There were two or three stragglers who couldn’t keep up

with the rest. I said to the captain, “What should we do about

the stragglers?” He said, “Shoot them. Stragglers are often

captured by the enemy and tortured until they reveal our where-

abouts. It is best to not leave them behind.” I went back to

the stragglers and told them that my orders were to shoot them.

They started running to catch up with the rest. Then a sniper

was shot out of a tree. “Good work,” said the captain. Then

we climbed a mountain. Once we were on top, the captain said,

“I’ll give a hundred dollars to anyone who can spot the enemy.”

Nobody could. “We’ll spend the night here,” the captain said.

I was appointed first lookout. I smoked a cigarette and looked

into the forest below through my night-vision glasses. Something

moved, but it was hard to tell what it was. There was a lot of

movement, but it didn’t seem like men, more like animals. I soon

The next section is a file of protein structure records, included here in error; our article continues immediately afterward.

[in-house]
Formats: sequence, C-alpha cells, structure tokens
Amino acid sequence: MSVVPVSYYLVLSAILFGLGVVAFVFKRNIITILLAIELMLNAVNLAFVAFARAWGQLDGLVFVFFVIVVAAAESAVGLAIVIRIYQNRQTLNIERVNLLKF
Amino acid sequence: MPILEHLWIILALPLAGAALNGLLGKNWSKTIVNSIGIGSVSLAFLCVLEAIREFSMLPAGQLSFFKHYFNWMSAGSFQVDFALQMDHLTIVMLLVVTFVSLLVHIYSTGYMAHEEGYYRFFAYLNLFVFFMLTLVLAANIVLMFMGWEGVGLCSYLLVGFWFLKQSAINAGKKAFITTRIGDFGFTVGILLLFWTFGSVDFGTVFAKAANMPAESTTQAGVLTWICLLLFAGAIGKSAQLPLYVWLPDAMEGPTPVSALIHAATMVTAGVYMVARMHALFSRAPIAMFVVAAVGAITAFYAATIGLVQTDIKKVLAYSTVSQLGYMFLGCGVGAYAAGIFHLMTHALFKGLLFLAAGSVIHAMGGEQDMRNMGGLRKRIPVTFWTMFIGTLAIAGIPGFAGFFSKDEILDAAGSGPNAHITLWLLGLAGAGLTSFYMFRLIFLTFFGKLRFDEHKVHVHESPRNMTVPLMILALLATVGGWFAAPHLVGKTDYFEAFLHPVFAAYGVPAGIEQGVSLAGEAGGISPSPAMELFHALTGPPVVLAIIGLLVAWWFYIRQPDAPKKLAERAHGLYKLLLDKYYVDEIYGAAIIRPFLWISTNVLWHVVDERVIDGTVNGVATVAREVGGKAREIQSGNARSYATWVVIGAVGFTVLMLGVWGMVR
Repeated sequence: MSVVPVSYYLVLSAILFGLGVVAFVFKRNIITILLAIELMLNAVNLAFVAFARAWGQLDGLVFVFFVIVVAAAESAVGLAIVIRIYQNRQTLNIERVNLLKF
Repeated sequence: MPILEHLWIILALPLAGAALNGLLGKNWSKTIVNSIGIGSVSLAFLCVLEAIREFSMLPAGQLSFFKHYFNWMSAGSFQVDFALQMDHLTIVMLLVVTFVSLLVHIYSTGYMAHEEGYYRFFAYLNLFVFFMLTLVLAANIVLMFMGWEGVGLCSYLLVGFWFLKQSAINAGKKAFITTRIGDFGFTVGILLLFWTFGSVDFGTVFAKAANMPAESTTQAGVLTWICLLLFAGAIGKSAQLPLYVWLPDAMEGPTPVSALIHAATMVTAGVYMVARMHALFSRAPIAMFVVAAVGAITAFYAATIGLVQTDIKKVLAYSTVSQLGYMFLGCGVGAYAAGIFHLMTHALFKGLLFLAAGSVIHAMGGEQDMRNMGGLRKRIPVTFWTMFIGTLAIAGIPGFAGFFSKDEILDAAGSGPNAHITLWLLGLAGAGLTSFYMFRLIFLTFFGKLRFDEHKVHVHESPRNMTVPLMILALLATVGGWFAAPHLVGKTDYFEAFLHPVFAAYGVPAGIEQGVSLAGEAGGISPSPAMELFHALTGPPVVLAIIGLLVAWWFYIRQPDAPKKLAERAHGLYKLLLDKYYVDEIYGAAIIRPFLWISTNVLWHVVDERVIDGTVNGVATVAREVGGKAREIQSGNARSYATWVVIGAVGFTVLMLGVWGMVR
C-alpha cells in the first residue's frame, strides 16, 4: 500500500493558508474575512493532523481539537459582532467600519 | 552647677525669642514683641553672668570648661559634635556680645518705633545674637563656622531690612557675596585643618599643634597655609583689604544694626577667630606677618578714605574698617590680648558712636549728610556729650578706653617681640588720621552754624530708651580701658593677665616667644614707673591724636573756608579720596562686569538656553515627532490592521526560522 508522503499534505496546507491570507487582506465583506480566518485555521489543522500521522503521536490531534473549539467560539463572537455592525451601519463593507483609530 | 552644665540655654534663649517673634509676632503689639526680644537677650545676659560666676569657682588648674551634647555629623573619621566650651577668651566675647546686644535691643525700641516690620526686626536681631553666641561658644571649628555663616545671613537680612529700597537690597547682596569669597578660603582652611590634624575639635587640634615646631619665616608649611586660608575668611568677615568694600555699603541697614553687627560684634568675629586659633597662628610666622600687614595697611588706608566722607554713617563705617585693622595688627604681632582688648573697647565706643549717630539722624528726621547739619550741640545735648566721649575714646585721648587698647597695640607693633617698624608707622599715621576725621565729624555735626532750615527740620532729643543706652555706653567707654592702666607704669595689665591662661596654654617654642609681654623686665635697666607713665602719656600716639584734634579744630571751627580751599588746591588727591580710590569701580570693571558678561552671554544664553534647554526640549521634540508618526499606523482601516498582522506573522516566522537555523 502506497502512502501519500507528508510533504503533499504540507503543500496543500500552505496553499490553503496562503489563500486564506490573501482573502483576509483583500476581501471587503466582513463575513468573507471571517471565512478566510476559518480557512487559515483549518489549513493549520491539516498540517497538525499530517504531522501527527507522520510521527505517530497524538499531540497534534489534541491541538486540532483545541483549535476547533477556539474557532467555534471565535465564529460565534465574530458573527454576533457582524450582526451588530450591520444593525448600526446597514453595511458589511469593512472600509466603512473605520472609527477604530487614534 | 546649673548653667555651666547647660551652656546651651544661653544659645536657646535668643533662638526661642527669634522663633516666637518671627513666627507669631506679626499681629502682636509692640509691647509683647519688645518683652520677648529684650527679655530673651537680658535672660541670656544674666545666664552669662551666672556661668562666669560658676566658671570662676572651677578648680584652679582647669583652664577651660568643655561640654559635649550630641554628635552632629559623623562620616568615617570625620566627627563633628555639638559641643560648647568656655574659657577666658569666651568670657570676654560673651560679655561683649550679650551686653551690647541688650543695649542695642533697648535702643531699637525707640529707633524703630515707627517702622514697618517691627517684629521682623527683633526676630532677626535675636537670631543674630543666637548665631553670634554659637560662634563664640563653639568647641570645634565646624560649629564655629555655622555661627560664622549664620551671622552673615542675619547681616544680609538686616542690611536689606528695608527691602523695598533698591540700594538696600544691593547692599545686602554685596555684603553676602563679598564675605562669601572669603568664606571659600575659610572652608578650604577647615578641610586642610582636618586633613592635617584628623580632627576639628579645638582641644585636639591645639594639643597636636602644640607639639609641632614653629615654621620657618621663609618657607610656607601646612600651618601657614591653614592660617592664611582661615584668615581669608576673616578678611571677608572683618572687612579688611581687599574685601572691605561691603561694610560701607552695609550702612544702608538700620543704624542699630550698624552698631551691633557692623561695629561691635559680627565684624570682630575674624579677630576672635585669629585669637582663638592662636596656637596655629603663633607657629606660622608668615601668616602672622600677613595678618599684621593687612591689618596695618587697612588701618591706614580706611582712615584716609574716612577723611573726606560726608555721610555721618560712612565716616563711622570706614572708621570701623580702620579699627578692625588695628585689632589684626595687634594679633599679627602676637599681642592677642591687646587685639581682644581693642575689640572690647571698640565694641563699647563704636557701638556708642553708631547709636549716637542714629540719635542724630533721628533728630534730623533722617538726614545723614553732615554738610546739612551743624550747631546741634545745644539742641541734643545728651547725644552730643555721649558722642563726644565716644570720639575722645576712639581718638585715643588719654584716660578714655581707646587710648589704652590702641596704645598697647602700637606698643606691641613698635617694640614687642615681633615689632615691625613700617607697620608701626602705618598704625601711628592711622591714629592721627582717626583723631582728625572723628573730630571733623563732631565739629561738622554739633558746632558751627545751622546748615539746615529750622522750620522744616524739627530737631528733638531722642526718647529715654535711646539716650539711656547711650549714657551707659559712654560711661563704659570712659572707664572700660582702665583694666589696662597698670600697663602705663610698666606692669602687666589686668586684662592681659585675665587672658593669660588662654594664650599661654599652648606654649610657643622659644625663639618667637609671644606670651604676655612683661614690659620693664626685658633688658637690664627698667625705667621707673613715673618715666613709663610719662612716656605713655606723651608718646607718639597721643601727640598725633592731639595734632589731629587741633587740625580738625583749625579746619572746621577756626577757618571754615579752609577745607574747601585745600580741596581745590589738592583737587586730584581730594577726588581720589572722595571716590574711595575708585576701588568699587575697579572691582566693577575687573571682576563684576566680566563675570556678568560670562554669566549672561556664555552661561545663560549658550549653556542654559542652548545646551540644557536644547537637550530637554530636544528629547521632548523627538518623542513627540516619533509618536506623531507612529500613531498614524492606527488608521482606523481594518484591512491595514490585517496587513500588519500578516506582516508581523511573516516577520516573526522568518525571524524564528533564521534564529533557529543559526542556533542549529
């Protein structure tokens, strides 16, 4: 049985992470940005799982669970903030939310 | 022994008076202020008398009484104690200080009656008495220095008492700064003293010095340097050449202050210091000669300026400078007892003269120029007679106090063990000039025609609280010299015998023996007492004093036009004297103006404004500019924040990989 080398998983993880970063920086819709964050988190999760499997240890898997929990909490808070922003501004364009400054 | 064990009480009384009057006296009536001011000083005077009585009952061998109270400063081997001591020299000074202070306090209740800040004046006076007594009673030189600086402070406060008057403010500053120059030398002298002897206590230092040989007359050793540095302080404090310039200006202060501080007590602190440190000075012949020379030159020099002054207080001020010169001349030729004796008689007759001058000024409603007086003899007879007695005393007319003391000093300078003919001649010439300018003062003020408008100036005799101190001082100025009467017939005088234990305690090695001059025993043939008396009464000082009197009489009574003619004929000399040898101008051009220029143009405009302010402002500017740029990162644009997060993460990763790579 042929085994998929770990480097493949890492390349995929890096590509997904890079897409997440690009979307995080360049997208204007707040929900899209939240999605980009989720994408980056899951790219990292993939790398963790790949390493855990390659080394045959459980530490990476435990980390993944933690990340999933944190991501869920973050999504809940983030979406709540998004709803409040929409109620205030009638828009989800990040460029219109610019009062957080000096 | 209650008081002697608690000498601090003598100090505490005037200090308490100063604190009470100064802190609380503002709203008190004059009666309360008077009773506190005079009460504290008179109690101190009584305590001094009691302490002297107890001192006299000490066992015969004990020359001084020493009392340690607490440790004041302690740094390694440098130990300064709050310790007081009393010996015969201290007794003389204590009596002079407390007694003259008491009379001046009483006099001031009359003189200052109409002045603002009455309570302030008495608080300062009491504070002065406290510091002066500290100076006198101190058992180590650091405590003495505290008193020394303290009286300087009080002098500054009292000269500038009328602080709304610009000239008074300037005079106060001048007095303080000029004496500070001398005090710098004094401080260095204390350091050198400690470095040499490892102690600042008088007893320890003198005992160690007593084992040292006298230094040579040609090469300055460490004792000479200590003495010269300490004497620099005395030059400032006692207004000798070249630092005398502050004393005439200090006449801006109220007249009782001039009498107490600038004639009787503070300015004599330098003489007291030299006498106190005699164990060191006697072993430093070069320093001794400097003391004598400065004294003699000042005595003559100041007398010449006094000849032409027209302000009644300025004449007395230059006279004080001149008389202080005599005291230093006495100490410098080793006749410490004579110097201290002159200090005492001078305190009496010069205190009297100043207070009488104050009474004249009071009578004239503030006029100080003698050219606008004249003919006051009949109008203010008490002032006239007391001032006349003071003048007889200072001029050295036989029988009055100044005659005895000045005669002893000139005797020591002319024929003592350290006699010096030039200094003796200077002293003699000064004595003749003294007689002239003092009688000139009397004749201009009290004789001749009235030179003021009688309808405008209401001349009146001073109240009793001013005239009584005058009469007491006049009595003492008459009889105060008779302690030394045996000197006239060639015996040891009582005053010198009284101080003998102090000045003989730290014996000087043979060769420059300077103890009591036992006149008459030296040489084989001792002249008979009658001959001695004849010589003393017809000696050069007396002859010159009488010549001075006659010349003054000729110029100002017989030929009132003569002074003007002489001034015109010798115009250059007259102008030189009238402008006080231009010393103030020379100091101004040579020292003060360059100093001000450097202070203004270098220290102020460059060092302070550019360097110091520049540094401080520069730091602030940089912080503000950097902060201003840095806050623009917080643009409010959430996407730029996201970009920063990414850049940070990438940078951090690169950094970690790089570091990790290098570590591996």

fell asleep. When Juarez tapped me on the shoulder to tell me he

would take over, he said, “You were asleep, weren’t you?” I

stared at him with pleading eyes. “The captain would have you

shot, you know?” I didn’t say anything. The next morning Juarez

was missing. “Captain, do you want me to send out a search party?”

I said. “No, I always suspected he was with the enemy,” he said.

“Today, we will descend the mountain.” “Yes, sir, captain,” I

said. The men tumbled and rolled, bounced up against trees and

boulders. Some of them broke their arms and noses. I was standing

next to the captain at the bottom of the mountain. “Shoot them

all!” he ordered. “But, captain, they’re our men,” I said. “No

they’re not. My men were well-trained and disciplined. Look at

this mess here. They are not my men. Shoot them!” he again

ordered. I raised my rifle, then turned and smacked him in the head

with the butt of it. Then I knelt and handcuffed him. The soldiers

gathered about me and we headed for home. Of course, none of us

knew where that was, but we had our dreams and our memories.

Or I think we did.

JAMES TATE